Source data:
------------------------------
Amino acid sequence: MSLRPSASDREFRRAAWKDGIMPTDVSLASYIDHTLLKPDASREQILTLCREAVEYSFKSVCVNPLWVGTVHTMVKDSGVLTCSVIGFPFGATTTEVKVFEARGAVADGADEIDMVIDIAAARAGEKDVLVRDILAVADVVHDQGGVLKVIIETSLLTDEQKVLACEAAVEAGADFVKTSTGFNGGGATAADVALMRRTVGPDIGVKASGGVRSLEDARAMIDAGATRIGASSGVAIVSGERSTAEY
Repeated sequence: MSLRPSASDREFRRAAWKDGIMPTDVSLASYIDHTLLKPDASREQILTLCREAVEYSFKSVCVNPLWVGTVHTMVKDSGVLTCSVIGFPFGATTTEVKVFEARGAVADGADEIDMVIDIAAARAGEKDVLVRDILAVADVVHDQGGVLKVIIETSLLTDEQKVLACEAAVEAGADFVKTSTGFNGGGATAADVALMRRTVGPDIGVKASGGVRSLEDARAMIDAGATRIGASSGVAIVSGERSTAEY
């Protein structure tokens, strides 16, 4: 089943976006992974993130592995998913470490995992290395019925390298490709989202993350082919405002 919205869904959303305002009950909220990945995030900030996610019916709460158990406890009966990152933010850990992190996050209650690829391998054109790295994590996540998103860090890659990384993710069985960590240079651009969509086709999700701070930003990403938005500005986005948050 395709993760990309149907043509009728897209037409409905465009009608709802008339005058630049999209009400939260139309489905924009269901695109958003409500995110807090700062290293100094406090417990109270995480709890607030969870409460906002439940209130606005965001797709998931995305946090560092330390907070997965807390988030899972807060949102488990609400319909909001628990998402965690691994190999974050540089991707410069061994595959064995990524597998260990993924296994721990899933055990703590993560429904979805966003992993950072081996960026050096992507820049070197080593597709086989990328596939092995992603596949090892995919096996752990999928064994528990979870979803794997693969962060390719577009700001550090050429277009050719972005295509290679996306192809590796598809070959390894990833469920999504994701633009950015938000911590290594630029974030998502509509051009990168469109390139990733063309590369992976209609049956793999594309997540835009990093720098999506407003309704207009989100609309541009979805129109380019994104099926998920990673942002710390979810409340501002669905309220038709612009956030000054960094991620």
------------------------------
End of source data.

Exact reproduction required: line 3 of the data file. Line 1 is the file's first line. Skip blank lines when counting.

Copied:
């Protein structure tokens, strides 16, 4: 089943976006992974993130592995998913470490995992290395019925390298490709989202993350082919405002 919205869904959303305002009950909220990945995030900030996610019916709460158990406890009966990152933010850990992190996050209650690829391998054109790295994590996540998103860090890659990384993710069985960590240079651009969509086709999700701070930003990403938005500005986005948050 395709993760990309149907043509009728897209037409409905465009009608709802008339005058630049999209009400939260139309489905924009269901695109958003409500995110807090700062290293100094406090417990109270995480709890607030969870409460906002439940209130606005965001797709998931995305946090560092330390907070997965807390988030899972807060949102488990609400319909909001628990998402965690691994190999974050540089991707410069061994595959064995990524597998260990993924296994721990899933055990703590993560429904979805966003992993950072081996960026050096992507820049070197080593597709086989990328596939092995992603596949090892995919096996752990999928064994528990979870979803794997693969962060390719577009700001550090050429277009050719972005295509290679996306192809590796598809070959390894990833469920999504994701633009950015938000911590290594630029974030998502509509051009990168469109390139990733063309590369992976209609049956793999594309997540835009990093720098999506407003309704207009989100609309541009979805129109380019994104099926998920990673942002710390979810409340501002669905309220038709612009956030000054960094991620």